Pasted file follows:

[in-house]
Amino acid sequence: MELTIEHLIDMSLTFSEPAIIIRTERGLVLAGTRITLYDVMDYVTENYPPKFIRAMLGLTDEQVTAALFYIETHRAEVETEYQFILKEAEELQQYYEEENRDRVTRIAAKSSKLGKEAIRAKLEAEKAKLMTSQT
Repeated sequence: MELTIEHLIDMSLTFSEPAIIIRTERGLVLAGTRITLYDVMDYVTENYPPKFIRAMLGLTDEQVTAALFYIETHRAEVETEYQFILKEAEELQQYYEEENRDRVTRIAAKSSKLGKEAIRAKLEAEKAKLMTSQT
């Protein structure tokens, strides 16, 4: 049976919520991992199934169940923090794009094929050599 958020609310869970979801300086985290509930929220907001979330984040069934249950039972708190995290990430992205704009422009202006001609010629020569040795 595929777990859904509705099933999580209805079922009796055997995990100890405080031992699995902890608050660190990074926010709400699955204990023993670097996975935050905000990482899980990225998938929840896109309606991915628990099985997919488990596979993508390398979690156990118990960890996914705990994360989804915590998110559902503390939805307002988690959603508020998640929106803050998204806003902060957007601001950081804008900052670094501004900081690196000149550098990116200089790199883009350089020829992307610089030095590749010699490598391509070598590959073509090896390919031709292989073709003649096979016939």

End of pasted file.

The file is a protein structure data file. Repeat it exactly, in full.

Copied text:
[in-house]
Amino acid sequence: MELTIEHLIDMSLTFSEPAIIIRTERGLVLAGTRITLYDVMDYVTENYPPKFIRAMLGLTDEQVTAALFYIETHRAEVETEYQFILKEAEELQQYYEEENRDRVTRIAAKSSKLGKEAIRAKLEAEKAKLMTSQT
Repeated sequence: MELTIEHLIDMSLTFSEPAIIIRTERGLVLAGTRITLYDVMDYVTENYPPKFIRAMLGLTDEQVTAALFYIETHRAEVETEYQFILKEAEELQQYYEEENRDRVTRIAAKSSKLGKEAIRAKLEAEKAKLMTSQT
């Protein structure tokens, strides 16, 4: 049976919520991992199934169940923090794009094929050599 958020609310869970979801300086985290509930929220907001979330984040069934249950039972708190995290990430992205704009422009202006001609010629020569040795 595929777990859904509705099933999580209805079922009796055997995990100890405080031992699995902890608050660190990074926010709400699955204990023993670097996975935050905000990482899980990225998938929840896109309606991915628990099985997919488990596979993508390398979690156990118990960890996914705990994360989804915590998110559902503390939805307002988690959603508020998640929106803050998204806003902060957007601001950081804008900052670094501004900081690196000149550098990116200089790199883009350089020829992307610089030095590749010699490598391509070598590959073509090896390919031709292989073709003649096979016939």